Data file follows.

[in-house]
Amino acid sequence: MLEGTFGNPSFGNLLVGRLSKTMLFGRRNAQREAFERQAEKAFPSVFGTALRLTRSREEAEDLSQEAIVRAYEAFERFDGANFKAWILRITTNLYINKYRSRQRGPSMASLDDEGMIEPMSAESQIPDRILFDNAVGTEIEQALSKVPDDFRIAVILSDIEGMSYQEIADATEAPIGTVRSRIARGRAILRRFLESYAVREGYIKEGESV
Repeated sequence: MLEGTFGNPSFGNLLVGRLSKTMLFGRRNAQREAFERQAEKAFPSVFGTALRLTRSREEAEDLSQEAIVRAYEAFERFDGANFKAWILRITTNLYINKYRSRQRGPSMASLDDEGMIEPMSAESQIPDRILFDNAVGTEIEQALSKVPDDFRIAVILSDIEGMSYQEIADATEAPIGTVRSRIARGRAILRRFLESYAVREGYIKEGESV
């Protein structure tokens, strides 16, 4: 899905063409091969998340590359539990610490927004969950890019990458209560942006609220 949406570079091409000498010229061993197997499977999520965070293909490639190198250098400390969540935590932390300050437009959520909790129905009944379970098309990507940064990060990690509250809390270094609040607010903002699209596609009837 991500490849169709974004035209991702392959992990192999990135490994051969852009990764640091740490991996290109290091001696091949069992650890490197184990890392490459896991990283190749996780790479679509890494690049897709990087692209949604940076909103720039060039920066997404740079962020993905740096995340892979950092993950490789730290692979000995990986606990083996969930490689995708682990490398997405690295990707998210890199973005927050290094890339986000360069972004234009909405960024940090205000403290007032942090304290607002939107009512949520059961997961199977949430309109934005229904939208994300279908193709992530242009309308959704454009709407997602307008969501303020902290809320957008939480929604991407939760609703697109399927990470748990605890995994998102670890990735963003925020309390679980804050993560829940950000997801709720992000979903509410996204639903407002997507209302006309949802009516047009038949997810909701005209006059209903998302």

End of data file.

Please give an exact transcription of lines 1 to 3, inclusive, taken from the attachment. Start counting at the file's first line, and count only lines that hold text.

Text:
[in-house]
Amino acid sequence: MLEGTFGNPSFGNLLVGRLSKTMLFGRRNAQREAFERQAEKAFPSVFGTALRLTRSREEAEDLSQEAIVRAYEAFERFDGANFKAWILRITTNLYINKYRSRQRGPSMASLDDEGMIEPMSAESQIPDRILFDNAVGTEIEQALSKVPDDFRIAVILSDIEGMSYQEIADATEAPIGTVRSRIARGRAILRRFLESYAVREGYIKEGESV
Repeated sequence: MLEGTFGNPSFGNLLVGRLSKTMLFGRRNAQREAFERQAEKAFPSVFGTALRLTRSREEAEDLSQEAIVRAYEAFERFDGANFKAWILRITTNLYINKYRSRQRGPSMASLDDEGMIEPMSAESQIPDRILFDNAVGTEIEQALSKVPDDFRIAVILSDIEGMSYQEIADATEAPIGTVRSRIARGRAILRRFLESYAVREGYIKEGESV